This was a much better book than I had expected. If I had bothered to read the first page before putting it on my to-be-read shelf, it wouldn't have sat there gathering unmerited dust for so long.
The author's phrasing gives away immediately that he isn't just putting out another also-ran fantasy book: there's no pretension, no trying to fit in with the pack. It reads very much as if someone were telling us a story while we sat around a campfire, breathless and impatient for the next detail.
The book is compelling--especially in the beginning--because of the particular cruel and horrific circumstance in which we find our main character, a boy in his early teens being raised among hundreds of others in a religious order. The zealots who run the place offer no apologies for their treatment of their charges, and that treatment is terrible to behold. It's impossible not to admire anyone who survives this place, much less those who rebel and eventually escape. And just so, the reader finds himself already a quarter of the way through the book and very much immersed by the time the plot is really unfolding.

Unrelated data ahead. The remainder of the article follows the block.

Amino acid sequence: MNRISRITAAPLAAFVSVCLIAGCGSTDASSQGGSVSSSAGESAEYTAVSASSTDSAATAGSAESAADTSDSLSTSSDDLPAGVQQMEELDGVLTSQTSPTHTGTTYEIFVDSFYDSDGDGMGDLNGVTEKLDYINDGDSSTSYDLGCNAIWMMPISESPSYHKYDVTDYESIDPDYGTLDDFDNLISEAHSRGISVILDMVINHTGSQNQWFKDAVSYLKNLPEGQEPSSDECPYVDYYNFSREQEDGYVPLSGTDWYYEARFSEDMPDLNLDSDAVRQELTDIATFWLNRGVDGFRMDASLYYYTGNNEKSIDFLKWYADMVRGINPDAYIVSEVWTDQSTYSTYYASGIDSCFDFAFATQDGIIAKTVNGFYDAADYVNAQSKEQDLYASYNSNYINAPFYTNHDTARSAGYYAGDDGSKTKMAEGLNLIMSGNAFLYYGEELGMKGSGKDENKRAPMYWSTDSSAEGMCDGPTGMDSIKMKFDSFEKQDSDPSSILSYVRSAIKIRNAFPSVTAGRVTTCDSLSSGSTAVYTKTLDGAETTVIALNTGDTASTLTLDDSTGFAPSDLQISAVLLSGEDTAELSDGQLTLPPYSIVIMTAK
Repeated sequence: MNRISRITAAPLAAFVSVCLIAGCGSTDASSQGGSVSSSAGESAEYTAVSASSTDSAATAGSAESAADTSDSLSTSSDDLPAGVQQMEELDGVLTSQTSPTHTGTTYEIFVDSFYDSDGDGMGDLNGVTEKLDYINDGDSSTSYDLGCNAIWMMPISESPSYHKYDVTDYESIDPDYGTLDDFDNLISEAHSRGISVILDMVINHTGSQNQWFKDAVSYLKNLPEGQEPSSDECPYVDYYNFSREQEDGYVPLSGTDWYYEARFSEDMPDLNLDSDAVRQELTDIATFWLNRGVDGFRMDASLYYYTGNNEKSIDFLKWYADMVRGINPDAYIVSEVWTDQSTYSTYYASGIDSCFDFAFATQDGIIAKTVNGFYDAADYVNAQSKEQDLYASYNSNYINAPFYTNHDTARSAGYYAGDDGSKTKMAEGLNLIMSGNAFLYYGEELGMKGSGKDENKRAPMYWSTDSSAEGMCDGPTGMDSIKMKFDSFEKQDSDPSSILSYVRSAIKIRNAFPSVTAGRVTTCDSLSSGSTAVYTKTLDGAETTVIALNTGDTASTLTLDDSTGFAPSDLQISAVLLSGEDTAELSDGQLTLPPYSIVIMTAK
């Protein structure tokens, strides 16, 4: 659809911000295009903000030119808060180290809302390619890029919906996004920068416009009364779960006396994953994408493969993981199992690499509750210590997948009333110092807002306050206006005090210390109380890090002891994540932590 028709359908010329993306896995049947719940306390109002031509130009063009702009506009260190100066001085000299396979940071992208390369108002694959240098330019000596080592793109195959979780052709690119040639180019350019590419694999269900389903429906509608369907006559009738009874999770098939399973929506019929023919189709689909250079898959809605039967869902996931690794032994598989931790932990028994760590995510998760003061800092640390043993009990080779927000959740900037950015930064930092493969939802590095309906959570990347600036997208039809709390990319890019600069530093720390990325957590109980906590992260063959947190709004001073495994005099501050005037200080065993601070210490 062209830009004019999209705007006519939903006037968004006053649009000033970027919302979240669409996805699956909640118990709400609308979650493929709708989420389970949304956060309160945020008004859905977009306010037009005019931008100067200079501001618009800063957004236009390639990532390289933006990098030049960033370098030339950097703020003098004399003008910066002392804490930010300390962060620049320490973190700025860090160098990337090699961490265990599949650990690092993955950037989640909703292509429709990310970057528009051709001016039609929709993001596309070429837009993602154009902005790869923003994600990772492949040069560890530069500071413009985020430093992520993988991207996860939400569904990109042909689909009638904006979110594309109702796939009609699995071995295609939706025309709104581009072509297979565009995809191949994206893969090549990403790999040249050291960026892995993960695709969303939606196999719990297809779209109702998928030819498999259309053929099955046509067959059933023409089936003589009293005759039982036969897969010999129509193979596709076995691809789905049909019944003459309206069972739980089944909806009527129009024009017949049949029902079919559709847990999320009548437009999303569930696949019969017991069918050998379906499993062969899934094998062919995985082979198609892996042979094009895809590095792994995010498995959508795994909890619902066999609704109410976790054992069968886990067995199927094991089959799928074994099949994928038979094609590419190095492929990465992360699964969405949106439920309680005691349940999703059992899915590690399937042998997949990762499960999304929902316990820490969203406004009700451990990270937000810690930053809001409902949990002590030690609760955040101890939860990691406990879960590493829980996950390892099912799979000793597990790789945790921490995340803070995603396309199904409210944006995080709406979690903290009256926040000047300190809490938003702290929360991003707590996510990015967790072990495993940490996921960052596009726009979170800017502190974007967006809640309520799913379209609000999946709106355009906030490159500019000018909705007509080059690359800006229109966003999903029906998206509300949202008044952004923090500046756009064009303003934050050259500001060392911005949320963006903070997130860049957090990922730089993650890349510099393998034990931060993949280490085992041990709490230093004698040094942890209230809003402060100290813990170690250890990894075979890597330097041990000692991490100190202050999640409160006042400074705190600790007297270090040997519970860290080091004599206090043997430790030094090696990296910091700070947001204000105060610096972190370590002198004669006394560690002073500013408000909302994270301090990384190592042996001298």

Hoffman can't maintain that grip quite so well once the MC and his friends have started exploring the wider world outside, but before the book begins to labor the plot--rather than just the environment and back story--becomes strong enough to carry the load, with a few stumbles but also a fair share of excellent twists and turns including an unanticipated ending that definitely merits a sequel or two. The Left Hand of God has turned out to be a great start for a truly epic fantasy series.